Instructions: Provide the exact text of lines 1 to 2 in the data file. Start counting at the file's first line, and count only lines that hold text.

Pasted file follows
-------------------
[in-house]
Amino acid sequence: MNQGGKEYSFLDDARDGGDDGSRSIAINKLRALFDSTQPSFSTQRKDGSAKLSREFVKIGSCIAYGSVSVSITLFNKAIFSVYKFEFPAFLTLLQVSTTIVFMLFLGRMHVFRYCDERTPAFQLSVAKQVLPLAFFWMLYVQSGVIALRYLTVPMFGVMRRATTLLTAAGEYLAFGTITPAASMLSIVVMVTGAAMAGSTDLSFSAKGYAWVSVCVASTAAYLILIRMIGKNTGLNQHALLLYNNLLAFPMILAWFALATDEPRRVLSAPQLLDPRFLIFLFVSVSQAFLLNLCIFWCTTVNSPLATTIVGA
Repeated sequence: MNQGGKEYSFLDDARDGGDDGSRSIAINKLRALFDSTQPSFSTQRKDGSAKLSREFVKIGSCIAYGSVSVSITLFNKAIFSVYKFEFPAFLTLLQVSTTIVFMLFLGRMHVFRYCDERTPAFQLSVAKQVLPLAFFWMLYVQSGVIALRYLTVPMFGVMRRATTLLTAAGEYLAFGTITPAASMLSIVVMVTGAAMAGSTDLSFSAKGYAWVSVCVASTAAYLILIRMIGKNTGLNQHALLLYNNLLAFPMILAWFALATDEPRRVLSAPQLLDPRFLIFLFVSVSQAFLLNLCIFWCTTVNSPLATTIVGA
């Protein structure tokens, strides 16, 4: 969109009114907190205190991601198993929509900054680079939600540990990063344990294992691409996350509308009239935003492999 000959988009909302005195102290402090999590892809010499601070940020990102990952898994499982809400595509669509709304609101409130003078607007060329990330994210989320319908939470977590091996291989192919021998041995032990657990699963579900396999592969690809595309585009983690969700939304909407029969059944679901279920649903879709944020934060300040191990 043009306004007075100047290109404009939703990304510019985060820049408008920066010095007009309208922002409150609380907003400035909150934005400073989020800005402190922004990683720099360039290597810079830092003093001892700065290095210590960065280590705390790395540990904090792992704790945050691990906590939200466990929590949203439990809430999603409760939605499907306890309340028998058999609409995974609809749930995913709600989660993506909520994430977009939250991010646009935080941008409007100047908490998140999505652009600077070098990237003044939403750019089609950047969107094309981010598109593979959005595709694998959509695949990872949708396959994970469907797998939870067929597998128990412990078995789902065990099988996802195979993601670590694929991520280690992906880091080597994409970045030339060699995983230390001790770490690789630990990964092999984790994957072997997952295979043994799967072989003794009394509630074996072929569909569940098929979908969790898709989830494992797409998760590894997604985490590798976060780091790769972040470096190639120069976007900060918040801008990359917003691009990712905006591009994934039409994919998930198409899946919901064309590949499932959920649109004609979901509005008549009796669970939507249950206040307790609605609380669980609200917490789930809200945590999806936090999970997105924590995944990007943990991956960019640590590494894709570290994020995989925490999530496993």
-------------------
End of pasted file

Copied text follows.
[in-house]
Amino acid sequence: MNQGGKEYSFLDDARDGGDDGSRSIAINKLRALFDSTQPSFSTQRKDGSAKLSREFVKIGSCIAYGSVSVSITLFNKAIFSVYKFEFPAFLTLLQVSTTIVFMLFLGRMHVFRYCDERTPAFQLSVAKQVLPLAFFWMLYVQSGVIALRYLTVPMFGVMRRATTLLTAAGEYLAFGTITPAASMLSIVVMVTGAAMAGSTDLSFSAKGYAWVSVCVASTAAYLILIRMIGKNTGLNQHALLLYNNLLAFPMILAWFALATDEPRRVLSAPQLLDPRFLIFLFVSVSQAFLLNLCIFWCTTVNSPLATTIVGA